Lately, I’ve had a huge issue with second guessing myself. I’ve been busying doing things for Crimson Melodies and for my family, and this site somehow got pushed down on the priority list. It was mostly due to necessity, but that doesn’t stop me from wondering if maybe I could have found a way to keep up with blogging once a week despite how busy things have been lately…
Hence the topic of this post.
Out here in the real world, things are often more complex than fiction, but that doesn’t mean we can’t be the heroes of our own story.
The Main Character in your life is you.
When I’m not busy doubting myself, I’m a big supporter of working hard and being realistic about expectations. Not everyone can or should write every day, but everyone should spend some time figuring out what they want and how to achieve it.
If you want to write two books a year, do the math. That’s 120k-180k per year for two average length novels. Meaning its 329-494 words per day to write two first drafts a year. Even if you took off weekends and holidays, it’d be 488-732 words per day for two first drafts every time you get to New Years.
Do those numbers surprise you? They should.
Most people talk about writing as though they need to have hours upon hours to finish composing a book. If you can master leaving notes for yourself (about where you thought your writing was going before ending for the day) or about outlining before you even start, there’s a huge potential for getting more finished writing done.
Not everyone does well using that method. Some people really do benefit from having a few hours to sit and write, and it’s better for them to pump out 2k-3k a day for a few months and then spend the rest of the year doing other things (often editing or self-promotion).
The point here is that however you think writing is supposed to work, you can change it to suit your needs. You just need to figure out how you function best, and then be realistic if you can’t achieve it. Me? I write my best when I have music blasting and can just tune the world out for a few hours at a time. If I don’t have at least 3 hours blocked off, I’m going to end up getting a case of performance anxiety where I know I should be able to write anyway but the words just won’t come.
Don’t be me. I spent years thinking that I’d never be able to finish a single thing because my kids are usually knocking on my door at least once (at least) every three hours. Or, dinner took an extra thirty minutes to cook and whoops, there goes my writing time, so why bother sitting down to start?
It’s easy to talk yourself out of writing. You need to practice talking yourself into it.
Becoming a productive writer is the same as being a good writer. No one starts out like Hemmigway, and I think the writing profession has mostly been up-front about that in recent history. First drafts suck. What they aren’t telling you is that not everyone starts out just feeling a story inside them. I’ve never been consumed with a need to write, although I’ve had some rocking awesome ideas for a story. And because I didn’t have this burning NEED to sit down and write, I thought maybe being a writer was just a pipe dream. If I was a real writer, I’d be going crazy without writing. That’s what everyone says, after all.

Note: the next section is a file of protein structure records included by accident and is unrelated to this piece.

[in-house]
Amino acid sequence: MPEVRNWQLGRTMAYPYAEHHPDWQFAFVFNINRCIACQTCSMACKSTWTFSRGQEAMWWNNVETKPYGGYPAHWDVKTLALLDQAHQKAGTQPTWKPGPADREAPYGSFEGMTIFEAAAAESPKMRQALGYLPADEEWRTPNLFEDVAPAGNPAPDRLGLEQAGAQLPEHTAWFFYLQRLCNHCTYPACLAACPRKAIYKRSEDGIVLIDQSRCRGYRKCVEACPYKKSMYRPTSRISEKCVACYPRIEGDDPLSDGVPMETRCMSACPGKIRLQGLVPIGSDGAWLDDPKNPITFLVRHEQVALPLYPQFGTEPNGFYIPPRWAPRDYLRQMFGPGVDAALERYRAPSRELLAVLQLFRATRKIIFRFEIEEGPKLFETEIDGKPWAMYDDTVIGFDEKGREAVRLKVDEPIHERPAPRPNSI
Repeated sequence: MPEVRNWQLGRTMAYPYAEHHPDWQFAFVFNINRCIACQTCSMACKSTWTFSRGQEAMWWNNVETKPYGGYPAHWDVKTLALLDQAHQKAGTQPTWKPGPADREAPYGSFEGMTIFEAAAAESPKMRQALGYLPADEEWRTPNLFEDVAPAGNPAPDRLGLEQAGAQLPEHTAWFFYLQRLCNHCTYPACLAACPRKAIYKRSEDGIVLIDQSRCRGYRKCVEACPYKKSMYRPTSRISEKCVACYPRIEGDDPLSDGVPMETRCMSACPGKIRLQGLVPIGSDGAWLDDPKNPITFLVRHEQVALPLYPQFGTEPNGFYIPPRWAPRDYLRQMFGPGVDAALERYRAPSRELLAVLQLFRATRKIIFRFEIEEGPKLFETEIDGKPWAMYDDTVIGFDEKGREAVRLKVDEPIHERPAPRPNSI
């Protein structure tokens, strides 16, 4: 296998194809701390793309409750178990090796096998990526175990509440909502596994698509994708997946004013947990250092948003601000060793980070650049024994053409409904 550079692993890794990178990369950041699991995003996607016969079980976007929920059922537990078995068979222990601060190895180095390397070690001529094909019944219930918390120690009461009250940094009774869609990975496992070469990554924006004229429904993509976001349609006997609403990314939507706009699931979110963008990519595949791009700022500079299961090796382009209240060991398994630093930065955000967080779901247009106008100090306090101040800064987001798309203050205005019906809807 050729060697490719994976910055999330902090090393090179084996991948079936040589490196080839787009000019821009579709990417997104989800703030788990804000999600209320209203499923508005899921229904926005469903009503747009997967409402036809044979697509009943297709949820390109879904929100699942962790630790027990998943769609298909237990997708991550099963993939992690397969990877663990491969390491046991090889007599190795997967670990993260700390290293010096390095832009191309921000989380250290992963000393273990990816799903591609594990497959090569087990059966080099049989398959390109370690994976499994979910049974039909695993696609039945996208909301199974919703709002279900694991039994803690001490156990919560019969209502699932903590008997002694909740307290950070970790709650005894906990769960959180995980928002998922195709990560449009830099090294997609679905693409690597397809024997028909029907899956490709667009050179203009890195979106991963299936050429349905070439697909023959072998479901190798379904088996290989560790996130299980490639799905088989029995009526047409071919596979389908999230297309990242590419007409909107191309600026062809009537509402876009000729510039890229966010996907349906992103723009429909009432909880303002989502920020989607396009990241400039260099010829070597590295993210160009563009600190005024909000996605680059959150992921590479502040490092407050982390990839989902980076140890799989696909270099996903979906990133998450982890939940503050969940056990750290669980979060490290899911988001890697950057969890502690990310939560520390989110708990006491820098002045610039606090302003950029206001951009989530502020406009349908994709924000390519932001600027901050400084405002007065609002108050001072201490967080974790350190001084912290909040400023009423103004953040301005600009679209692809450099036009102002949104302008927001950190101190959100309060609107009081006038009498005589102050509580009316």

No. No. All the no.
Being a writer is a desire just as much as it can be a passion. I am not less of a writer just because I usually have the laundry done and only occasionally have had to sniff my jeans while wondering if they were clean enough to wear again. Getting dinner cooked before 6:30pm is how I keep my house on a good schedule, and not burning dinner (on most nights) does not make me less of a writer than anyone else whose family is used to singed entrees.
I am me. I am a writer. No one can tell me otherwise. And no one can tell you otherwise, for that matter.
What we should all be doing is figuring out what kind of writer we want to be, and what kind of writer we are able to be. Everything else is just labels fabricated by Hollywood or from well-meaning writers who don’t want to be told they’re expected to be clean and tidy even if they want to write. (Remember, you are you! If you’re the messy, burning dinner type, that doesn’t make you less of a writer than me, either.)
Honestly, the only real downside to the “messy writer” narrative is that it can sometimes be fuel for imposter syndrome – we think we need to be a mess to have permission to call ourselves writers. And it can seem like those who fit into the stereotype have all figured out how to unlock Pandora’s box, and have become one of the cool kids.
I’m one of the nerds, and I’m a writer. I can be me, I don’t need to be you, and you don’t need to be me. We can all be writers.
Now let’s write.
July is Camp NaNoWriMo!
Looking for some writing motivation during July? Check out Camp NaNoWriMo – set your own goals, meet like-minded writers, and get a lot of words onto the page. Camp NaNoWriMo Website